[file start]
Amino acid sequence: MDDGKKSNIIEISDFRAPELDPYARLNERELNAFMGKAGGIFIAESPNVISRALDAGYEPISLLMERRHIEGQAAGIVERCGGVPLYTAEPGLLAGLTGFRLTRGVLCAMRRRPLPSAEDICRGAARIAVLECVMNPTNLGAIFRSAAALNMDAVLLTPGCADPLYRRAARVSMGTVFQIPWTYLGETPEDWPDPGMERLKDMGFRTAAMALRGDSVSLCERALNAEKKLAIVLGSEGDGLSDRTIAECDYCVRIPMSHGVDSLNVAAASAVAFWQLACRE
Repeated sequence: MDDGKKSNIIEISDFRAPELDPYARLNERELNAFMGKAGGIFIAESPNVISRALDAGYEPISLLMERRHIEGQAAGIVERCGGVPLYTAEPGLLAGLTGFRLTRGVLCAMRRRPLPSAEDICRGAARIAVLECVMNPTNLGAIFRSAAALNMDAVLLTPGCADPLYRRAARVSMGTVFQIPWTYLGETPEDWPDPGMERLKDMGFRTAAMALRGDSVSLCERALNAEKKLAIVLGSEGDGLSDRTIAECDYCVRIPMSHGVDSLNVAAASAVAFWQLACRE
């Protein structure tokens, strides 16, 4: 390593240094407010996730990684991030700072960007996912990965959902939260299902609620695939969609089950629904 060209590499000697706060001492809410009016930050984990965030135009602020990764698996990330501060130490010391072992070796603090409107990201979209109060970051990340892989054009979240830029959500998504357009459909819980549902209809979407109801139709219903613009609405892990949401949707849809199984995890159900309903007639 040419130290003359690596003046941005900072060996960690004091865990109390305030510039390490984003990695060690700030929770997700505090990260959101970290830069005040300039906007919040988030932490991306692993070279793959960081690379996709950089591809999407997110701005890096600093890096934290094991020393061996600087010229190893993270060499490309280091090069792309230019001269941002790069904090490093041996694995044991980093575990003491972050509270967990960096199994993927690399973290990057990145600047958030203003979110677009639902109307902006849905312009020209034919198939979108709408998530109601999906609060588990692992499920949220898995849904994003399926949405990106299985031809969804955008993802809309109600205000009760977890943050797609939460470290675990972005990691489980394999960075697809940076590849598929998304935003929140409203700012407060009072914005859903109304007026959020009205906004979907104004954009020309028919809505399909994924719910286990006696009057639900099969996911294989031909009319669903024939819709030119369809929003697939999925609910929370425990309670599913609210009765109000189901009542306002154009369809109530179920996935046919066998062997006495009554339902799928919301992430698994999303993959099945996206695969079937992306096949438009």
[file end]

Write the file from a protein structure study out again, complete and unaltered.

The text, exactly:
Amino acid sequence: MDDGKKSNIIEISDFRAPELDPYARLNERELNAFMGKAGGIFIAESPNVISRALDAGYEPISLLMERRHIEGQAAGIVERCGGVPLYTAEPGLLAGLTGFRLTRGVLCAMRRRPLPSAEDICRGAARIAVLECVMNPTNLGAIFRSAAALNMDAVLLTPGCADPLYRRAARVSMGTVFQIPWTYLGETPEDWPDPGMERLKDMGFRTAAMALRGDSVSLCERALNAEKKLAIVLGSEGDGLSDRTIAECDYCVRIPMSHGVDSLNVAAASAVAFWQLACRE
Repeated sequence: MDDGKKSNIIEISDFRAPELDPYARLNERELNAFMGKAGGIFIAESPNVISRALDAGYEPISLLMERRHIEGQAAGIVERCGGVPLYTAEPGLLAGLTGFRLTRGVLCAMRRRPLPSAEDICRGAARIAVLECVMNPTNLGAIFRSAAALNMDAVLLTPGCADPLYRRAARVSMGTVFQIPWTYLGETPEDWPDPGMERLKDMGFRTAAMALRGDSVSLCERALNAEKKLAIVLGSEGDGLSDRTIAECDYCVRIPMSHGVDSLNVAAASAVAFWQLACRE
């Protein structure tokens, strides 16, 4: 390593240094407010996730990684991030700072960007996912990965959902939260299902609620695939969609089950629904 060209590499000697706060001492809410009016930050984990965030135009602020990764698996990330501060130490010391072992070796603090409107990201979209109060970051990340892989054009979240830029959500998504357009459909819980549902209809979407109801139709219903613009609405892990949401949707849809199984995890159900309903007639 040419130290003359690596003046941005900072060996960690004091865990109390305030510039390490984003990695060690700030929770997700505090990260959101970290830069005040300039906007919040988030932490991306692993070279793959960081690379996709950089591809999407997110701005890096600093890096934290094991020393061996600087010229190893993270060499490309280091090069792309230019001269941002790069904090490093041996694995044991980093575990003491972050509270967990960096199994993927690399973290990057990145600047958030203003979110677009639902109307902006849905312009020209034919198939979108709408998530109601999906609060588990692992499920949220898995849904994003399926949405990106299985031809969804955008993802809309109600205000009760977890943050797609939460470290675990972005990691489980394999960075697809940076590849598929998304935003929140409203700012407060009072914005859903109304007026959020009205906004979907104004954009020309028919809505399909994924719910286990006696009057639900099969996911294989031909009319669903024939819709030119369809929003697939999925609910929370425990309670599913609210009765109000189901009542306002154009369809109530179920996935046919066998062997006495009554339902799928919301992430698994999303993959099945996206695969079937992306096949438009």